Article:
Yesterday I wrote a post pondering a perennial topic in health journalism: How do journalists capture what’s new about a study without hyping its relevance in the general scheme of things? How do we avoid the embarrassing flip-flopping of health headlines?
The response from readers, both on the blog and on Twitter, has been robust and helpful. I created a Storify of the Twitter conversation and posted it below; I’ll try to update if/when the discussion continues. I also want to recommend two related resources:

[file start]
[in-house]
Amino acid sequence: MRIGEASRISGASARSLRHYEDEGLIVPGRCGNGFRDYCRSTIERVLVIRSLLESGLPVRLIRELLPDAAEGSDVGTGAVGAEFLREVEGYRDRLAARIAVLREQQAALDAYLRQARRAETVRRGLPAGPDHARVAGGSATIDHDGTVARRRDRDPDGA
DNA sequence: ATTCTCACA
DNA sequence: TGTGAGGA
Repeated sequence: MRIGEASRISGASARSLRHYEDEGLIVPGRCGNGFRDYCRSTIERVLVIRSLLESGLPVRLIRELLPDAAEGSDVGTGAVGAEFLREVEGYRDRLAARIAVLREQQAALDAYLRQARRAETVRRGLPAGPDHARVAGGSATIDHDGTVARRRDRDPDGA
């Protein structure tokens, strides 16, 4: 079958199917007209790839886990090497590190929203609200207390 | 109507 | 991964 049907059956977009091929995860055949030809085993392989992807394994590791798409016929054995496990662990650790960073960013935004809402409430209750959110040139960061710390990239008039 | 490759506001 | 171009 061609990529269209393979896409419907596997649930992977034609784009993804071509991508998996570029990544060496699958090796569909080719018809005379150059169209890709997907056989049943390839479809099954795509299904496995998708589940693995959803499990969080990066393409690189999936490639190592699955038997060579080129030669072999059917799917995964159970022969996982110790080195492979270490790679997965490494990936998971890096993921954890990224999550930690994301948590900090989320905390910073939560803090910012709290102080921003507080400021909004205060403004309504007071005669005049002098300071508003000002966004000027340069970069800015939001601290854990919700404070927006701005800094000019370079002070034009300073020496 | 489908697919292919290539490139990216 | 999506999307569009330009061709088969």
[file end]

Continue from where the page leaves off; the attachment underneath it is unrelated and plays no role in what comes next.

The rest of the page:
—Ed Yong’s recent talk about his career in science journalism, in which he explains why he has veered away from reporting on biomedicine and psychology.
—Gary Schwitzer’s analysis of health stories appearing in major U.S. publications in the past seven years (published in the same issue of JAMA Internal Medicine as the resveratrol study that I mention in my post). The upshot: Health reporting could be much better than it is.